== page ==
Request for Elder Services “The role of Elders is integral in the preservation and maintenance of Saskatchewan First Nations cultures.” Use the Saskatchewan Indigenous Cultural Centre as a resource to connect with an Elder in your community. For background and protocol information, use ayisīnowak: A Communications Guide developed by the City of Saskatoon, in partnership with the Saskatchewan Indigenous Cultural Centre and Office of the Treaty Commissioner.
Whether you’re learning a few words from language experts or looking up phrases through online dictionaries, you can start online to learn about Cree words and phrases and develop a deeper appreciation of Indigenous languages.
It’s a call for a nation-wide commitment to Reconciliation. After six years of hearings and testimony, the Truth and Reconciliation Commission put forward 94 recommendations to address the “cultural genocide” of Aboriginal peoples through Canada’s residential school system. Listen to interviews on CBC’s As It Happens to hear from the Commissioners
Muffins for Granny Excerpt
Telling the urgent story of how the Canadian residential school system affected her grandmother’s life, filmmaker Nadia McLaren weaves together home movies with accounts from seven other survivors to document this painful period of Canadian history.
If autobiographies are your thing, here are a few titles that will get you started—including The Education of Augie Merasty, Richard Wagamese’s One Native Life, and The Reason You Walk by Wab Kinew. These titles will educate and transform you.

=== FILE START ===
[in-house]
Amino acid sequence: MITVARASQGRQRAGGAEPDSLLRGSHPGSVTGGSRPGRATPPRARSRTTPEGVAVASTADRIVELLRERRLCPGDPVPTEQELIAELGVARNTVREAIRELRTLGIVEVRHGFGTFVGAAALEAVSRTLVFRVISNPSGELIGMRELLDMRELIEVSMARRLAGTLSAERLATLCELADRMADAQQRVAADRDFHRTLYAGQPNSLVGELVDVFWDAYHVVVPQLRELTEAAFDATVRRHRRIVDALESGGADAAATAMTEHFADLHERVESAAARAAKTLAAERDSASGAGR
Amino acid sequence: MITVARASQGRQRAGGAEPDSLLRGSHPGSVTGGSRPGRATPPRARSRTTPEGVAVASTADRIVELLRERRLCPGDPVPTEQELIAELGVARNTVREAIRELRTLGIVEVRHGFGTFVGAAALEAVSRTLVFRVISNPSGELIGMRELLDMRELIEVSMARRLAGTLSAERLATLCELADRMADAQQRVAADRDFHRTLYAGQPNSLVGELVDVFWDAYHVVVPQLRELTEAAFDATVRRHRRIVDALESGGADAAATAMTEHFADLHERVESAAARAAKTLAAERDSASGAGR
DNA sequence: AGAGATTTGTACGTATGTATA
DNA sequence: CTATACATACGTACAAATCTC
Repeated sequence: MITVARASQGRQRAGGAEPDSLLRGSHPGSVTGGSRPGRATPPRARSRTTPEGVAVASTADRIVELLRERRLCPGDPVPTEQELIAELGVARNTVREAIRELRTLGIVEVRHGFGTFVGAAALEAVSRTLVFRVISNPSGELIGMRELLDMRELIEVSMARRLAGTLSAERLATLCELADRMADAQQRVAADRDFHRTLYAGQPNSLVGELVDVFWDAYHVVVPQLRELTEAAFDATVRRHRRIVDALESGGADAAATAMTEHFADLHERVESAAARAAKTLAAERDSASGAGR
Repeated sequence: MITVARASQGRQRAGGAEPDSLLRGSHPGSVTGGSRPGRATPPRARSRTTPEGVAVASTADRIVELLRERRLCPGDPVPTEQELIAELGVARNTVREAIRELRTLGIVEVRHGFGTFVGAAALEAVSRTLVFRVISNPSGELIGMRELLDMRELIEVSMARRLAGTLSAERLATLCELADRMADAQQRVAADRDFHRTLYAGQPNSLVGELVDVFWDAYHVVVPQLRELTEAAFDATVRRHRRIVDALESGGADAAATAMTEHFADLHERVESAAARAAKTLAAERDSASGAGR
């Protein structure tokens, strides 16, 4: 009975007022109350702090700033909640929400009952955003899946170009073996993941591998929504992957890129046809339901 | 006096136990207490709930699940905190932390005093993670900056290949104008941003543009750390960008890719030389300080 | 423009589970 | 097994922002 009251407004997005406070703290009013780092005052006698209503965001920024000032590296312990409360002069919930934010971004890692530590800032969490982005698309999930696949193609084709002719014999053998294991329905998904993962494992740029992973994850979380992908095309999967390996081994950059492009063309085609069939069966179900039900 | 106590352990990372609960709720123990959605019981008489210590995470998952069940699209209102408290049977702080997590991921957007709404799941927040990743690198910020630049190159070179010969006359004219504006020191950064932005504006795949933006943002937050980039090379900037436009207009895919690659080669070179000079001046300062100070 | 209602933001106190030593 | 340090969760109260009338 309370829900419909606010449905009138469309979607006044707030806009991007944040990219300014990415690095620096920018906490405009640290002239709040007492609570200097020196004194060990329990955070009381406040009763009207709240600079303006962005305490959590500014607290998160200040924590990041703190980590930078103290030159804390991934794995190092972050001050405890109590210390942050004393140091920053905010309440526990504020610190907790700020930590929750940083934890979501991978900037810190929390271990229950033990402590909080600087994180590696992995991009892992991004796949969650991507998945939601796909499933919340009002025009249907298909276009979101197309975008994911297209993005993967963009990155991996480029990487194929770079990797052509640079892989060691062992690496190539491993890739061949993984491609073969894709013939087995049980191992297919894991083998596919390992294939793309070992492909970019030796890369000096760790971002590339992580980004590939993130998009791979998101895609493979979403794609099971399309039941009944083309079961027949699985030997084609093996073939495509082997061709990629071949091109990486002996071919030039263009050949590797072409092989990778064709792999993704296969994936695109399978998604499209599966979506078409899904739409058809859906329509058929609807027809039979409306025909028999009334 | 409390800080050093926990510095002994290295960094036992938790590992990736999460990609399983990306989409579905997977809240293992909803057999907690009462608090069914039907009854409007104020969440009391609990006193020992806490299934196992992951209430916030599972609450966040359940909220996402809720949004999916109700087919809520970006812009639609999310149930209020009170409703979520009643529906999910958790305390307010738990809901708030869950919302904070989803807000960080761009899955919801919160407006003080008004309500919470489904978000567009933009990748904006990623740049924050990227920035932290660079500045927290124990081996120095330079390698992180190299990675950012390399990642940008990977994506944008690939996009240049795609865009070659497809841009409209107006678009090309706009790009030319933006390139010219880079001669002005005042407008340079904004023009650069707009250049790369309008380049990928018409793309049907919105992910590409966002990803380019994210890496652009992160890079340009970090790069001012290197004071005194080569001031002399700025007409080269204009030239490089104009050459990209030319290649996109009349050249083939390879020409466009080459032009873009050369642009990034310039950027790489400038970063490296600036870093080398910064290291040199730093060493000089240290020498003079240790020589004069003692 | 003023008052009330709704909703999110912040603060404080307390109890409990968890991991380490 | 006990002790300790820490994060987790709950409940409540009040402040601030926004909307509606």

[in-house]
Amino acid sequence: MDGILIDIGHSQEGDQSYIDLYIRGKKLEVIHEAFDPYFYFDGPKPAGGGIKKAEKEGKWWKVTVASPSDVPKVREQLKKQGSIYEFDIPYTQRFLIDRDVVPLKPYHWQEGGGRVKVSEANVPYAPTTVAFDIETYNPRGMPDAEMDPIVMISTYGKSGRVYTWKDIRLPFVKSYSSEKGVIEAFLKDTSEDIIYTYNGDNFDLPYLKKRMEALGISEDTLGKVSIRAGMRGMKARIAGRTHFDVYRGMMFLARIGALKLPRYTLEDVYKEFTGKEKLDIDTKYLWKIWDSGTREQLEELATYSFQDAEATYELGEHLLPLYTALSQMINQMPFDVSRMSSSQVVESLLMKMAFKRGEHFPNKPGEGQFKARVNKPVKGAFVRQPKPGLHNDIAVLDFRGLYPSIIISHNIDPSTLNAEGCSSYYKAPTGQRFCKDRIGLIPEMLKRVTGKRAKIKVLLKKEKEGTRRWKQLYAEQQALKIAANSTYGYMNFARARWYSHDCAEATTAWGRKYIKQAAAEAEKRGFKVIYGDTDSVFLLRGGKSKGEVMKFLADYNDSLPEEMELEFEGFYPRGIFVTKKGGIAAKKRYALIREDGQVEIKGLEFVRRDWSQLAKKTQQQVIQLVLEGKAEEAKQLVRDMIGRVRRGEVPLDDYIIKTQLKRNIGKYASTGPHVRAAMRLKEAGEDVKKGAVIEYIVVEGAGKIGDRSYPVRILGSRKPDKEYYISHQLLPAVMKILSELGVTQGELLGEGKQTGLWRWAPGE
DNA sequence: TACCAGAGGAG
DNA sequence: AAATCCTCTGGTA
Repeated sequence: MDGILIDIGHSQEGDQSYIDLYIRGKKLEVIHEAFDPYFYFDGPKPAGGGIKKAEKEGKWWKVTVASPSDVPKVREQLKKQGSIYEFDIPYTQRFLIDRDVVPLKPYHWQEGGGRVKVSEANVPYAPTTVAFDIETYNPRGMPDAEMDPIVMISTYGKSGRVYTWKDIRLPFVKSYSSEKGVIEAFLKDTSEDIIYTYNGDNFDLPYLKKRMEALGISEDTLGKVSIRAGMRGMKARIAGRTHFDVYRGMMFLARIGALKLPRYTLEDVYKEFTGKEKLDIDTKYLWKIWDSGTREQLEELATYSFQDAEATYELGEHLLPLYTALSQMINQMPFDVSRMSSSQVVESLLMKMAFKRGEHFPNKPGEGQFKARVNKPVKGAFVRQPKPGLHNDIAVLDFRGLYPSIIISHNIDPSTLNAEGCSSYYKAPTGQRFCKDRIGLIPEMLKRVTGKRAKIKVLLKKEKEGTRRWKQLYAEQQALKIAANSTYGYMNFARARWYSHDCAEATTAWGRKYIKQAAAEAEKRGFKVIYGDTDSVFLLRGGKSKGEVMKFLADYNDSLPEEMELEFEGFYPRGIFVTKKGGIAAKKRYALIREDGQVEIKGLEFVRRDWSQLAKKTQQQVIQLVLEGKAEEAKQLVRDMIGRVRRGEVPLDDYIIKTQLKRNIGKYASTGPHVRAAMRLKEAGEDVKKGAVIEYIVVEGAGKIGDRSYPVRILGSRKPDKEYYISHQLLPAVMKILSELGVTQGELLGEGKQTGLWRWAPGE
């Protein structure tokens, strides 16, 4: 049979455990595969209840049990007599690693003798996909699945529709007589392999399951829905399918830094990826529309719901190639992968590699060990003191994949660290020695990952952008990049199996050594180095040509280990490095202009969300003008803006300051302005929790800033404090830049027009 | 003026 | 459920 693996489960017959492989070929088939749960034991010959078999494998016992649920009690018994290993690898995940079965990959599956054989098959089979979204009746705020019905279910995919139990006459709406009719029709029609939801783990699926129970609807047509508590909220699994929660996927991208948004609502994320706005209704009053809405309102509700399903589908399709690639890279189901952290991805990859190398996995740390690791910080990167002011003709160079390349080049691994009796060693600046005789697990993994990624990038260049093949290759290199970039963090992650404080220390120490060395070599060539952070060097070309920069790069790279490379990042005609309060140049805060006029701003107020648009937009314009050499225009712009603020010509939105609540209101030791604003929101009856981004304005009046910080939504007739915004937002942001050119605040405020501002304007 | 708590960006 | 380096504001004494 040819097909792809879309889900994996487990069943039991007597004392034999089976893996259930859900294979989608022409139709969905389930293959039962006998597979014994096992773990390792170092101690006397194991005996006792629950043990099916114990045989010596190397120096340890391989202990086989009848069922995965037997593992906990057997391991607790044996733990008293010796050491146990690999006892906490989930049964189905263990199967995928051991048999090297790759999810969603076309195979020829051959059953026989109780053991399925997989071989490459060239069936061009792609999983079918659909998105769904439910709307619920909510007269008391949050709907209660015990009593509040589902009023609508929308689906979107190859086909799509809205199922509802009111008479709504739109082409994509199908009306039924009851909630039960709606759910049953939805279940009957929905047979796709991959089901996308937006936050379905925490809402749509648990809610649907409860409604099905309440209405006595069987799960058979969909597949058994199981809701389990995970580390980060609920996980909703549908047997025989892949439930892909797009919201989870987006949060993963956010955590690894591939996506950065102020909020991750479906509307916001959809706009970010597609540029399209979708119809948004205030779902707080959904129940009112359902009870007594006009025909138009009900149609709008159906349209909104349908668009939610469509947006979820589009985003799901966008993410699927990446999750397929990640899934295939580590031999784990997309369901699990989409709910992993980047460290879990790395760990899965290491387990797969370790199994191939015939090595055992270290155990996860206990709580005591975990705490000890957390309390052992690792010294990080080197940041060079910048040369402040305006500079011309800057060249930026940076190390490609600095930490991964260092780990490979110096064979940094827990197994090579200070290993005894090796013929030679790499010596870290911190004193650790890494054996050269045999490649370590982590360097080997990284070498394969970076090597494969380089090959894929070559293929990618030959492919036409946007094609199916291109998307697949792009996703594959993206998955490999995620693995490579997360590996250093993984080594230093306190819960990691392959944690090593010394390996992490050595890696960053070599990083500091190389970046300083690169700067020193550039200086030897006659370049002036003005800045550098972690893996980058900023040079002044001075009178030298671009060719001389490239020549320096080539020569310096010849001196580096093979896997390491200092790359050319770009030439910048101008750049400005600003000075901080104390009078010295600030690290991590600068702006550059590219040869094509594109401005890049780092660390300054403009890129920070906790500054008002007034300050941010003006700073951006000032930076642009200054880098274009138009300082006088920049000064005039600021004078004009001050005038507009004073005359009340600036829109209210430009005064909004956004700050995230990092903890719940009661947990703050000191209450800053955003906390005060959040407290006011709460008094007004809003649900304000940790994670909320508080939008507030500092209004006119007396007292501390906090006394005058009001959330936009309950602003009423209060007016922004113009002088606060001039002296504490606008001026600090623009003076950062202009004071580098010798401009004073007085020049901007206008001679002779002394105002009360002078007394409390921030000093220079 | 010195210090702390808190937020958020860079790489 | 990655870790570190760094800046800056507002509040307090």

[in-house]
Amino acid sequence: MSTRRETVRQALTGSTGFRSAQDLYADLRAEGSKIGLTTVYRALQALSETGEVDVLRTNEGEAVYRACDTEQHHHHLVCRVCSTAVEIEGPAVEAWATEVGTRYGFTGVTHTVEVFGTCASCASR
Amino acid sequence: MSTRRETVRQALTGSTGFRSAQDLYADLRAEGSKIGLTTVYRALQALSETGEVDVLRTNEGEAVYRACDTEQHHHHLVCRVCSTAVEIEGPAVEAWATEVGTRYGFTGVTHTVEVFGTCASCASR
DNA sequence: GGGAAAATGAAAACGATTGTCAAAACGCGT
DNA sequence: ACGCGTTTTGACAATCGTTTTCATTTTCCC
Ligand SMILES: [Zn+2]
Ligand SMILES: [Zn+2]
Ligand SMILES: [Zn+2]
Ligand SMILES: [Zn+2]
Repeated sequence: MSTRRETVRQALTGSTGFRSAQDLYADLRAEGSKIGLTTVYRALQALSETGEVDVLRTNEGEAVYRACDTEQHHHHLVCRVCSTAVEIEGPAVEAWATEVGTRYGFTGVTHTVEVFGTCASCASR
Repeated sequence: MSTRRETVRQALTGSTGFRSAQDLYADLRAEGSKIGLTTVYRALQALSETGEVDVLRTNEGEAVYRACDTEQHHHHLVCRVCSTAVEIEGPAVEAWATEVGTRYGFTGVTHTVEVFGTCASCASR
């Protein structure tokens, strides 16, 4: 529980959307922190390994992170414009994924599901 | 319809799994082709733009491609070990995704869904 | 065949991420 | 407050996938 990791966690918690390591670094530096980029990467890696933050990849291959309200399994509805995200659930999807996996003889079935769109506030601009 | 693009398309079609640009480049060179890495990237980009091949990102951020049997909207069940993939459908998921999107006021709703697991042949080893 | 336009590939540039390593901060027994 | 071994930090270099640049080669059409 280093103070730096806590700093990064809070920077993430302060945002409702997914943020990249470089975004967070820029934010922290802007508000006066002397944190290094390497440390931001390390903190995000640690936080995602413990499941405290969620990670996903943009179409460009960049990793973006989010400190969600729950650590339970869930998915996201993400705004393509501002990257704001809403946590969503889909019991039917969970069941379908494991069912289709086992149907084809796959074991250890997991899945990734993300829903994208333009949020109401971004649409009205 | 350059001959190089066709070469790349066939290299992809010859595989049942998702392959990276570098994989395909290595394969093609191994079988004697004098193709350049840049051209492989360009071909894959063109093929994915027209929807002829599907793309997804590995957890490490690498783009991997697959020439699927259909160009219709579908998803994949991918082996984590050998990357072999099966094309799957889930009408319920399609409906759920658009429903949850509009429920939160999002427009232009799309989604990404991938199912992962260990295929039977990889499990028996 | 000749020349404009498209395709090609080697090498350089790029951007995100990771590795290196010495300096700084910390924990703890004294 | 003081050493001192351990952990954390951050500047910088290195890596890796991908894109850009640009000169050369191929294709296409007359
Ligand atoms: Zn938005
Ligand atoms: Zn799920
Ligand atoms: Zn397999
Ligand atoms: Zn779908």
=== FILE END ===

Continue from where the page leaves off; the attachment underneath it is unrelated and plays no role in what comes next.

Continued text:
Stolen Children is an 18 minute video from CBC News show The National, which demonstrates how Residential Schools affected survivors and their children and grandchildren.
This powerful exercise was first published in 1989 by Peggy McIntosh. This link will allow you to download the original article, as well as access useful tools and resources for facilitators. An important step in Reconciliation is recognizing where white privilege exists and working to end inequality.
Heartspeak is about sharing stories that inspire and providing inspirational educational media to support well-being and success. In this segment, Senator Murray Sinclair (Chair, Truth & Reconciliation Commission) provides background on the history of residential schools and the work of the Truth & Reconciliation Commission. He highlights the need to teach the history and intergenerational impact of residential schools and our shared responsibility to forge a new relationship of mutual respect and trust.
“Treaties from 1760 – 1923: Two sides to the story” is a short CBC News article that explores how oral agreements often differed from what appeared in printed documents. (Photo:Library and Archives Canada, Acc. No. 1986-79-1638)